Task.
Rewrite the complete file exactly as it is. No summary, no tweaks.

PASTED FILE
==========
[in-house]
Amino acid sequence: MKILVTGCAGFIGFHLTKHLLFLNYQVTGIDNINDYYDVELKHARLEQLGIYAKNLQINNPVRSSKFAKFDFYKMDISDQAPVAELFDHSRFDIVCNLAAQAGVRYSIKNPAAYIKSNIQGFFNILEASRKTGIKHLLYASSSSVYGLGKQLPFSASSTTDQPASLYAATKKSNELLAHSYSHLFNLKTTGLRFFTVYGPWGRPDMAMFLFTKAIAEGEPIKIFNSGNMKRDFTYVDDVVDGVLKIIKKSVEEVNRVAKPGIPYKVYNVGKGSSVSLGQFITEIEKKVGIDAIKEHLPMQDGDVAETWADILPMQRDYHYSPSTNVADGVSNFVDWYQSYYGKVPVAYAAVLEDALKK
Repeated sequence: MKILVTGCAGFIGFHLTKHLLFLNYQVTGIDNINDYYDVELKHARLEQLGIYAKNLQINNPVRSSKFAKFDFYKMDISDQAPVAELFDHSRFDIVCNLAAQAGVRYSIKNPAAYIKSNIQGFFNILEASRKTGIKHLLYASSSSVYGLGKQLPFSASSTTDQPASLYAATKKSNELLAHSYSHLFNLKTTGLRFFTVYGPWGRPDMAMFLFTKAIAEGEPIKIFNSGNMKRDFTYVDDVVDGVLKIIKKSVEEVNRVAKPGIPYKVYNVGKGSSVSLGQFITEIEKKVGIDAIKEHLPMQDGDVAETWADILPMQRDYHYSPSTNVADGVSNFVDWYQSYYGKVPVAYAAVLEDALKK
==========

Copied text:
[in-house]
Amino acid sequence: MKILVTGCAGFIGFHLTKHLLFLNYQVTGIDNINDYYDVELKHARLEQLGIYAKNLQINNPVRSSKFAKFDFYKMDISDQAPVAELFDHSRFDIVCNLAAQAGVRYSIKNPAAYIKSNIQGFFNILEASRKTGIKHLLYASSSSVYGLGKQLPFSASSTTDQPASLYAATKKSNELLAHSYSHLFNLKTTGLRFFTVYGPWGRPDMAMFLFTKAIAEGEPIKIFNSGNMKRDFTYVDDVVDGVLKIIKKSVEEVNRVAKPGIPYKVYNVGKGSSVSLGQFITEIEKKVGIDAIKEHLPMQDGDVAETWADILPMQRDYHYSPSTNVADGVSNFVDWYQSYYGKVPVAYAAVLEDALKK
Repeated sequence: MKILVTGCAGFIGFHLTKHLLFLNYQVTGIDNINDYYDVELKHARLEQLGIYAKNLQINNPVRSSKFAKFDFYKMDISDQAPVAELFDHSRFDIVCNLAAQAGVRYSIKNPAAYIKSNIQGFFNILEASRKTGIKHLLYASSSSVYGLGKQLPFSASSTTDQPASLYAATKKSNELLAHSYSHLFNLKTTGLRFFTVYGPWGRPDMAMFLFTKAIAEGEPIKIFNSGNMKRDFTYVDDVVDGVLKIIKKSVEEVNRVAKPGIPYKVYNVGKGSSVSLGQFITEIEKKVGIDAIKEHLPMQDGDVAETWADILPMQRDYHYSPSTNVADGVSNFVDWYQSYYGKVPVAYAAVLEDALKK